"Christmas to Me" by Harper Lee

What's the best Christmas present you've ever received? One lonely Christmas - stuck in New York City and unable to get home to Alabama to see her family - Harper Lee spent the holiday with friends... and received a Christmas gift that would end up being a present to the entire literary world. In the short story "Christmas to Me" (McCall's Magazine, 1961), Lee writes about her experience:

...Our Christmases together were simple. We limited our gifts to pennies and wits and all-out competition. Who would come up with the most outrageous for the least? The real Christmas was for the children, an idea I found totally compatible, for I had long ago ceased to speculate on the meaning of Christmas as anything other than a day for children. Christmas to me was only a memory of old loves and empty rooms, something I buried with the past that underwent a vague, aching resurrection every year.

One Christmas, though, was different. I was lucky. I had the whole day off, and I spent Christmas Eve with them. When morning came, I awoke to a small hand kneading my face. "Dup," was all its owner had time to say. I got downstairs just in time to see the little boys' faces as they beheld the pocket rockets and space equipment Santa Claus had left them. At first, their fingers went almost timidly over their toys. When their inspection had been completed, the two boys dragged everything into the center of the living room.

Bedlam prevailed until they discovered there was more. As their father began distributing gifts, I grinned to myself, wondering how my exceptionally wily unearthments this year would be received. His was a print of a portrait of Sydney Smith I'd found for thirty-five cents; hers was the complete works of Margot Asquith, the result of a year's patient search. The children were in agonies of indecision over which package to open next, and as I waited, I noticed that while a small stack of present mounted beside their mother's chair, I had received not a single one. My disappointment was growing steadily, but I tried not to show it.

They took their time. Finally she said, "We haven't forgotten you. Look on the tree."

There was an envelope on the tree, addressed to me. I opened it and read: "You have one year off from your job to write whatever you please. Merry Christmas."

"What does this mean?" I asked.

"What it says," I was told.

They assured me that it was not some sort of joke. They'd had a good year, they said. They'd saved some money and thought it was high time they did something about me.

"What do you mean, do something about me?"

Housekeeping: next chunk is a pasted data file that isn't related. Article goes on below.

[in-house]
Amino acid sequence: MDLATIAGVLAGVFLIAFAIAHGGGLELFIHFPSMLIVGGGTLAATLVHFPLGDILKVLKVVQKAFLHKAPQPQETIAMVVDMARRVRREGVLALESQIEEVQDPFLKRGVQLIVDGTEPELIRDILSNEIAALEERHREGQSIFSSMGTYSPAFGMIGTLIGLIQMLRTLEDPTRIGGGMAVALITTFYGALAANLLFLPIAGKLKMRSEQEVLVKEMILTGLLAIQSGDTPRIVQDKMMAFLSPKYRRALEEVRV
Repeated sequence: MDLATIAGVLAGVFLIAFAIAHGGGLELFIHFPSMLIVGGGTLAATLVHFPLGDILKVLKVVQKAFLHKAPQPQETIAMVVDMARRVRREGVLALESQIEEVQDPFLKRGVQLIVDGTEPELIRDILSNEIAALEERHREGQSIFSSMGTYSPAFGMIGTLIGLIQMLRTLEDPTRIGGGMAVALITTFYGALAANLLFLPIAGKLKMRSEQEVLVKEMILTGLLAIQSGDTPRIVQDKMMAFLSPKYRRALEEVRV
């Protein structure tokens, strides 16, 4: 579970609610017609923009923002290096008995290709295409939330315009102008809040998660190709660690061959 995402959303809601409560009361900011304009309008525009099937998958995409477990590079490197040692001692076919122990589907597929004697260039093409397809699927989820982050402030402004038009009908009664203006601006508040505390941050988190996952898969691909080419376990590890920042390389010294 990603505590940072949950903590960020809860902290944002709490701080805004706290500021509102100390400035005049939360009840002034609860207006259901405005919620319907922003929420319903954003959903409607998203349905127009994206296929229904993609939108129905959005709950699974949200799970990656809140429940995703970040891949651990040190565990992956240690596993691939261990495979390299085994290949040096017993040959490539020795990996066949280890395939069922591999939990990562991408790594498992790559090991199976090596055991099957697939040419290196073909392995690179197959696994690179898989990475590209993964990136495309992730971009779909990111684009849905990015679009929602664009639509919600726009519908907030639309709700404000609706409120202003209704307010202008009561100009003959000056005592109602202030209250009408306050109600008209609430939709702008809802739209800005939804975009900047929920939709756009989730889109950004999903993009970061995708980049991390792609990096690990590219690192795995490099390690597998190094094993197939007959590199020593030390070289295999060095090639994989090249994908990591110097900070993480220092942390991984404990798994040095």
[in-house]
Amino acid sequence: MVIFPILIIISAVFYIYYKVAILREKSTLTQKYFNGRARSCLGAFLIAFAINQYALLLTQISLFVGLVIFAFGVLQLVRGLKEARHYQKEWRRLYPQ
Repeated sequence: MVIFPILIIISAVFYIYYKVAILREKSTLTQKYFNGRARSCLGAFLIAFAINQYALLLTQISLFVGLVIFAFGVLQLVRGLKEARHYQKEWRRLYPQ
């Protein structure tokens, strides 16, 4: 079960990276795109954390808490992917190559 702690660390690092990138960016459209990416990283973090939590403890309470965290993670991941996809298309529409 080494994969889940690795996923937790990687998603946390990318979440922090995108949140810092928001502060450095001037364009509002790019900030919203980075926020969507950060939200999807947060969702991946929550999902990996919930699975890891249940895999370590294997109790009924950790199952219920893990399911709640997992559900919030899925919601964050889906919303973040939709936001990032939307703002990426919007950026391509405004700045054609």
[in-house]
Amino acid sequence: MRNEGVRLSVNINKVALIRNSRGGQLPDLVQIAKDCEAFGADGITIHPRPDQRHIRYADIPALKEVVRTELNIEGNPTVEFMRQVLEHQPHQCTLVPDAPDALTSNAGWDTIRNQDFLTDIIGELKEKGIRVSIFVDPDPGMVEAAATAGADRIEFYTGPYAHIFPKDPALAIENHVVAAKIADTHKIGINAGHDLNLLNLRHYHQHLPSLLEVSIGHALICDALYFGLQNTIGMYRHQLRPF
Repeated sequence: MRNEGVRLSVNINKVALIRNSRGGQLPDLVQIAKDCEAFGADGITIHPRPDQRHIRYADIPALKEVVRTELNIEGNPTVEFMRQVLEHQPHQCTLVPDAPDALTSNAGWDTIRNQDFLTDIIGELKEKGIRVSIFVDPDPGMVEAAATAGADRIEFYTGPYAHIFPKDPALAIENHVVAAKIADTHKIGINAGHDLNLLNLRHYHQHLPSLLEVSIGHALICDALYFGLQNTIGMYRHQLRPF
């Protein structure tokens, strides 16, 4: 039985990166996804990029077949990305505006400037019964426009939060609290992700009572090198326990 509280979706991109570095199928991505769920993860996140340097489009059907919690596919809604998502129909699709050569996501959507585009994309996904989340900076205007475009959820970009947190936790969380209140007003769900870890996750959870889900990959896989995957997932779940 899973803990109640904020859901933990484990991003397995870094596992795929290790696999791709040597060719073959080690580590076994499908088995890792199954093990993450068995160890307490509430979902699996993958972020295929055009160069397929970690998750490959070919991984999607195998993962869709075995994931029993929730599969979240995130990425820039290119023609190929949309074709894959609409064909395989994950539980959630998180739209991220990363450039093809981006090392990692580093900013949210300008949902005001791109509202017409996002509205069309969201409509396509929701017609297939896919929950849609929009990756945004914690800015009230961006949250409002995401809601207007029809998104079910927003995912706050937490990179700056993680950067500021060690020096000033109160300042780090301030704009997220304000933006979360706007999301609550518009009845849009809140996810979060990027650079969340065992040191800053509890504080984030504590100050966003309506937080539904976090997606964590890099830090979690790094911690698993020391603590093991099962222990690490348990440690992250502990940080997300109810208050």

To tell the truth - if I really wanted to know - they thought I had a great talent, and -

"What makes you think that?"

It was plain to anyone who knew me, they said, if anyone would stop to look. They wanted to show their faith in me the best way they knew how. Whether I ever sold a line was immaterial. They wanted to give me a full, fair chance to learn my craft, free from the harassments of a regular job. Would I accept their gift? There were no strings at all. Please accept, with their love.

It took some time to find my voice. When I did, I asked if they were out of their minds. What made them think anything would come of this? They didn't have that kind of money to throw away. A year was a long time. What if the children came down with something horrible? As objection crowded upon objection, each was overruled. "We're all young," they said. "We can cope with whatever happens. If disaster strikes, you can always find a job of some kind. Okay, consider it a loan, then, if you wish. We just want you to accept. Just permit us to believe in you. You must."

"It's a fantastic gamble," I murmured. "It's such a great risk."

My friend looked around his living room, at his boys, half buried under a pile of bright Christmas wrapping paper. His eyes sparkled as they met his wife's, and they exchanged a glance of what seemed to me insufferable smugness. Then he looked at me and said softly; "No, honey. It's not a risk. It's a sure thing."

Outside, snow was falling, an odd event for a New York Christmas. I went to the window, stunned by the day's miracle. Christmas trees blurred softly across the street, and firelight made the children's shadows dance on the wall beside me. A full, fair chance for a new life. Not given me by an act of generosity, but by an act of love. Our faith in you was really all I had heard them say. I would do my best not to fail them. Snow still fell on the pavement below. Brownstone roofs gradually whitened. Lights in distant skyscrapers shone with yellow symbols of a road's lonely end, and as I stood at the window, looking at the lights and the snow, the ache of an old memory left me forever.


(To read the entire story, click here. It may take a moment to load).

In 1960, after that special Christmas, Harper Lee published her one and only novel, the beloved classic, To Kill a Mockingbird.

Isn't it amazing how much joy one gift can bring? Have you ever received (or given) a life-changing gift?

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